We traditionally try to eat a quick, light supper on Christmas Eve. Quick, because we go to church about 6:30. Light, because we know we are going to pig out at Christmas dinner tomorrow. I've just put my girls to bed with visions of Santa dancing in their heads. Once they are asleep I'll get my presents for them set out and head off to bed myself so Santa can come. My 8 yo has instructed the 6 yo to wake her up when the younger one wakes up, "but not too early. Make sure it is light outside or go check on Mom's clock." After we see what Santa has brought, and open a few presents at home, we head over to my parents' house (about 9 am) for waffles, ambrosia, and then more presents. Dinner will be early afternoon, consisting of Honey-baked ham (I've driven an hour to a HBH store), probably green beans, rolls, not sure what else. I'm sure we'll watch a video. The girls will play with their new toys, the rest of us will read our new books, a nap or two might be taken (by adults), and we'll end up back at home for a late bedtime. We'll get invited over for ham sandwiches one day this week.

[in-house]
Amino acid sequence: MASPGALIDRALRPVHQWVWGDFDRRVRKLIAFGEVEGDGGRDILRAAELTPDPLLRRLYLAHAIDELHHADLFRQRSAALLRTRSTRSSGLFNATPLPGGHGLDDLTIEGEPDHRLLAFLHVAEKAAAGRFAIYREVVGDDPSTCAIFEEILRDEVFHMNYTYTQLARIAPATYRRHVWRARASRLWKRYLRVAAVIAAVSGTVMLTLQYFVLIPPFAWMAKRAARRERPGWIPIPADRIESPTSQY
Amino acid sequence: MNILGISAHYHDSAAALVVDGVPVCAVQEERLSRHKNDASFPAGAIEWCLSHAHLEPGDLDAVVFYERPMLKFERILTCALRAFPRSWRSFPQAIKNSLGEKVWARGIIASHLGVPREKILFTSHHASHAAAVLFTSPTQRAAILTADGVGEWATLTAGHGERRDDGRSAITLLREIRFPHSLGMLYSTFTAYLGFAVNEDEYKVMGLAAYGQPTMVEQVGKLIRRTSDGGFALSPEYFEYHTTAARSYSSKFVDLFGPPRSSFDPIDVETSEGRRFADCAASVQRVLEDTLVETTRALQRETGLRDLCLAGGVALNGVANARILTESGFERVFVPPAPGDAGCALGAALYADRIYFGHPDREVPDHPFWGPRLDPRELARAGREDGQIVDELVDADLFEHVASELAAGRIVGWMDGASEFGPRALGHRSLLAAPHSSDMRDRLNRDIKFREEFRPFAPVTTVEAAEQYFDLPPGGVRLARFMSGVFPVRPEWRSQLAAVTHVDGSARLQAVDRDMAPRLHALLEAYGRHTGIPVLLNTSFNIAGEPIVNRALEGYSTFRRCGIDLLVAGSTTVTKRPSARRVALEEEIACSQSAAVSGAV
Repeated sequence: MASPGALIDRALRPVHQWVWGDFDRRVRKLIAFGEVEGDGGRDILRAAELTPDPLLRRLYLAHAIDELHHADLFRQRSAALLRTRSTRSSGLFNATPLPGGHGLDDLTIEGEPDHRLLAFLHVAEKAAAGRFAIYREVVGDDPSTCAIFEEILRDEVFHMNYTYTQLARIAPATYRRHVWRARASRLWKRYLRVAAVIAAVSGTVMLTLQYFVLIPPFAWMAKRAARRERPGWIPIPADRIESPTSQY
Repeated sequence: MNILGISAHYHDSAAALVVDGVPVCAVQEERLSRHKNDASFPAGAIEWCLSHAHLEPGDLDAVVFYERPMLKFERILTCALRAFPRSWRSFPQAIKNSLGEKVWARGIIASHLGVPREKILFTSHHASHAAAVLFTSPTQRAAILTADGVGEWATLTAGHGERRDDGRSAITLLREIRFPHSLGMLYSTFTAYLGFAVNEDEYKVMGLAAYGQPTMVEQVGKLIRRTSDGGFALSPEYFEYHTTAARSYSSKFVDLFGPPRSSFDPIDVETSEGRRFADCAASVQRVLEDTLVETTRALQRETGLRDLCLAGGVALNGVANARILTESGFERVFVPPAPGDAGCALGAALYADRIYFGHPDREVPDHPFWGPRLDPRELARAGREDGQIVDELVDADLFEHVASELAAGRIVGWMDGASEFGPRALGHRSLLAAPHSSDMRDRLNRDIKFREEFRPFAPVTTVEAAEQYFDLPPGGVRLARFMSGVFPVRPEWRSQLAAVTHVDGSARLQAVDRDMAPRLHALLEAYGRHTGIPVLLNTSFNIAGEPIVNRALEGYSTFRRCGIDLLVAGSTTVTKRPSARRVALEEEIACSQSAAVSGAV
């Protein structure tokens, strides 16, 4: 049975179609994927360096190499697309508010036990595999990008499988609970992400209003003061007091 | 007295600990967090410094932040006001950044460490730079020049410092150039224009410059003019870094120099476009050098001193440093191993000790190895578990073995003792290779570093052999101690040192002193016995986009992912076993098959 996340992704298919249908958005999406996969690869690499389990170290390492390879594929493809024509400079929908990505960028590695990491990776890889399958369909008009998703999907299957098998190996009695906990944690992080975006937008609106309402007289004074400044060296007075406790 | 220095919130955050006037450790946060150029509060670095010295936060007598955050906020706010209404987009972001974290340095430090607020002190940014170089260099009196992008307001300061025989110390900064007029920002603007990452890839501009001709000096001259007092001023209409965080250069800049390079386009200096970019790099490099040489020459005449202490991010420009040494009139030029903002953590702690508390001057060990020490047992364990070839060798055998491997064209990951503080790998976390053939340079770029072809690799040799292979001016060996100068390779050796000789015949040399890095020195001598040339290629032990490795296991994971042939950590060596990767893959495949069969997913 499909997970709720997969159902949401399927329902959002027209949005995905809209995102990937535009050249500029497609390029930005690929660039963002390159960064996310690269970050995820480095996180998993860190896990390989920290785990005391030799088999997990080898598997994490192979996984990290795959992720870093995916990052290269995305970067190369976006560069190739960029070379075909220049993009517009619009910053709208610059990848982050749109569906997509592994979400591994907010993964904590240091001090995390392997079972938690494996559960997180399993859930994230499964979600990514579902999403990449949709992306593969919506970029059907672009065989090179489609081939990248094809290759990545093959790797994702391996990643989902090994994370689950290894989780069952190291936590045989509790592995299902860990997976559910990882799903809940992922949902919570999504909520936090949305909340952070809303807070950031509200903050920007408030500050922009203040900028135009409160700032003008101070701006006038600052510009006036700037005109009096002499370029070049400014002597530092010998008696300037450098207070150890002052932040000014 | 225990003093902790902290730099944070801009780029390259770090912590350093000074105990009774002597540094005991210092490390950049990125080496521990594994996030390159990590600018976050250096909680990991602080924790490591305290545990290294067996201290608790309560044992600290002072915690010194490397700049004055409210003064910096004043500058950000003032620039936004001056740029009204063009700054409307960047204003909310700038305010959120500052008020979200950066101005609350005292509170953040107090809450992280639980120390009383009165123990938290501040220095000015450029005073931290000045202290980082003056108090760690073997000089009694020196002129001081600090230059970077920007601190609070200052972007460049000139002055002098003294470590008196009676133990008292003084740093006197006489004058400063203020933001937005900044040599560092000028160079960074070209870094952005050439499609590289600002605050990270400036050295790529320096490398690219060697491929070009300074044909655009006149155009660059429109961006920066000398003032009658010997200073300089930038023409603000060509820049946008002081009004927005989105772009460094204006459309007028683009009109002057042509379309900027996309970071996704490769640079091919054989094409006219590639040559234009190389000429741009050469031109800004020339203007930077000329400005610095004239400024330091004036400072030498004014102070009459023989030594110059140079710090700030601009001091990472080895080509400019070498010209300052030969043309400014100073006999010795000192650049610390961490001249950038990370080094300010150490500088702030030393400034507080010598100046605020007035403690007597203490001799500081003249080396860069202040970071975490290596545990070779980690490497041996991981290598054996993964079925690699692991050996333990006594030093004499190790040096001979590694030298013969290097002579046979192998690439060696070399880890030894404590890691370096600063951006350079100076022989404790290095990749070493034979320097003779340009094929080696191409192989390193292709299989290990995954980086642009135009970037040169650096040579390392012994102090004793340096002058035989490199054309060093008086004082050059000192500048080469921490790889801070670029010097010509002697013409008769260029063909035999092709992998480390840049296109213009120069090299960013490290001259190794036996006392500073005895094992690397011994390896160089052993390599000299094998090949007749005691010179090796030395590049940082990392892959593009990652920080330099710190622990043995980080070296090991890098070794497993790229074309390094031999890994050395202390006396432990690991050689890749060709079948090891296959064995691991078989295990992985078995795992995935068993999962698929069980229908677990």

Posted by: all here | December 24, 2007 9:43 PM

In my family we always have lots of bread and lasagna. There's usually sald that no one eats as well.

Posted by: Elizabeth | December 27, 2007 3:56 PM

The comments to this entry are closed.

 
 

© 2010 The Washington Post Company